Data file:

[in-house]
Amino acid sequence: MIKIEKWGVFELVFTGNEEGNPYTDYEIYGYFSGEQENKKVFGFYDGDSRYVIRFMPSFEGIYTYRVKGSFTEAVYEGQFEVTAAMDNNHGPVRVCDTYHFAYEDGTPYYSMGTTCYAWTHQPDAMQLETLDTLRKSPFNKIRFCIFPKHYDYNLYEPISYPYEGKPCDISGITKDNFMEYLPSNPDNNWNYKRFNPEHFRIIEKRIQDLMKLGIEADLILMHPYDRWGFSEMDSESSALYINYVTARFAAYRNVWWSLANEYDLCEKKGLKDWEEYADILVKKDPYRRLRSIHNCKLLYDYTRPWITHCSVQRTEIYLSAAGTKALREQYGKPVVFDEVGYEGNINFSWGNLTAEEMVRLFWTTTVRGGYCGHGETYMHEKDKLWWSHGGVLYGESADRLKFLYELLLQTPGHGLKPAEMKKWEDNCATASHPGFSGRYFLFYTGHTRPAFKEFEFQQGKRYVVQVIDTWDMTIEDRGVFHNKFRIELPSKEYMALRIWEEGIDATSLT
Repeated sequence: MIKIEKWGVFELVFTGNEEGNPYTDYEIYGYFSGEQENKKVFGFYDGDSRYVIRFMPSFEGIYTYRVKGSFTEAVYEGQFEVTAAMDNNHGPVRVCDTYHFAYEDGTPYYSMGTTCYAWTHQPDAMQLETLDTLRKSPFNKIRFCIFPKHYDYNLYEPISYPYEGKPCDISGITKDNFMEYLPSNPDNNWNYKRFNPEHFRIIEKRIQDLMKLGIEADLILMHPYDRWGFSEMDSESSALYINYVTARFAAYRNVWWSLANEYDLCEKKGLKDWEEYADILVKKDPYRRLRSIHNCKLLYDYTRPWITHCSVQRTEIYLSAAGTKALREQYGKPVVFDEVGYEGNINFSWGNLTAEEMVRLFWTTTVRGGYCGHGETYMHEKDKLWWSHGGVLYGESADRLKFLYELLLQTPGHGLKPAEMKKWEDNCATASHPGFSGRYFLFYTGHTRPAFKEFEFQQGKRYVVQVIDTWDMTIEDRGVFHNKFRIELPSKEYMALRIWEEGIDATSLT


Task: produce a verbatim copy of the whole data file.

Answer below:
[in-house]
Amino acid sequence: MIKIEKWGVFELVFTGNEEGNPYTDYEIYGYFSGEQENKKVFGFYDGDSRYVIRFMPSFEGIYTYRVKGSFTEAVYEGQFEVTAAMDNNHGPVRVCDTYHFAYEDGTPYYSMGTTCYAWTHQPDAMQLETLDTLRKSPFNKIRFCIFPKHYDYNLYEPISYPYEGKPCDISGITKDNFMEYLPSNPDNNWNYKRFNPEHFRIIEKRIQDLMKLGIEADLILMHPYDRWGFSEMDSESSALYINYVTARFAAYRNVWWSLANEYDLCEKKGLKDWEEYADILVKKDPYRRLRSIHNCKLLYDYTRPWITHCSVQRTEIYLSAAGTKALREQYGKPVVFDEVGYEGNINFSWGNLTAEEMVRLFWTTTVRGGYCGHGETYMHEKDKLWWSHGGVLYGESADRLKFLYELLLQTPGHGLKPAEMKKWEDNCATASHPGFSGRYFLFYTGHTRPAFKEFEFQQGKRYVVQVIDTWDMTIEDRGVFHNKFRIELPSKEYMALRIWEEGIDATSLT
Repeated sequence: MIKIEKWGVFELVFTGNEEGNPYTDYEIYGYFSGEQENKKVFGFYDGDSRYVIRFMPSFEGIYTYRVKGSFTEAVYEGQFEVTAAMDNNHGPVRVCDTYHFAYEDGTPYYSMGTTCYAWTHQPDAMQLETLDTLRKSPFNKIRFCIFPKHYDYNLYEPISYPYEGKPCDISGITKDNFMEYLPSNPDNNWNYKRFNPEHFRIIEKRIQDLMKLGIEADLILMHPYDRWGFSEMDSESSALYINYVTARFAAYRNVWWSLANEYDLCEKKGLKDWEEYADILVKKDPYRRLRSIHNCKLLYDYTRPWITHCSVQRTEIYLSAAGTKALREQYGKPVVFDEVGYEGNINFSWGNLTAEEMVRLFWTTTVRGGYCGHGETYMHEKDKLWWSHGGVLYGESADRLKFLYELLLQTPGHGLKPAEMKKWEDNCATASHPGFSGRYFLFYTGHTRPAFKEFEFQQGKRYVVQVIDTWDMTIEDRGVFHNKFRIELPSKEYMALRIWEEGIDATSLT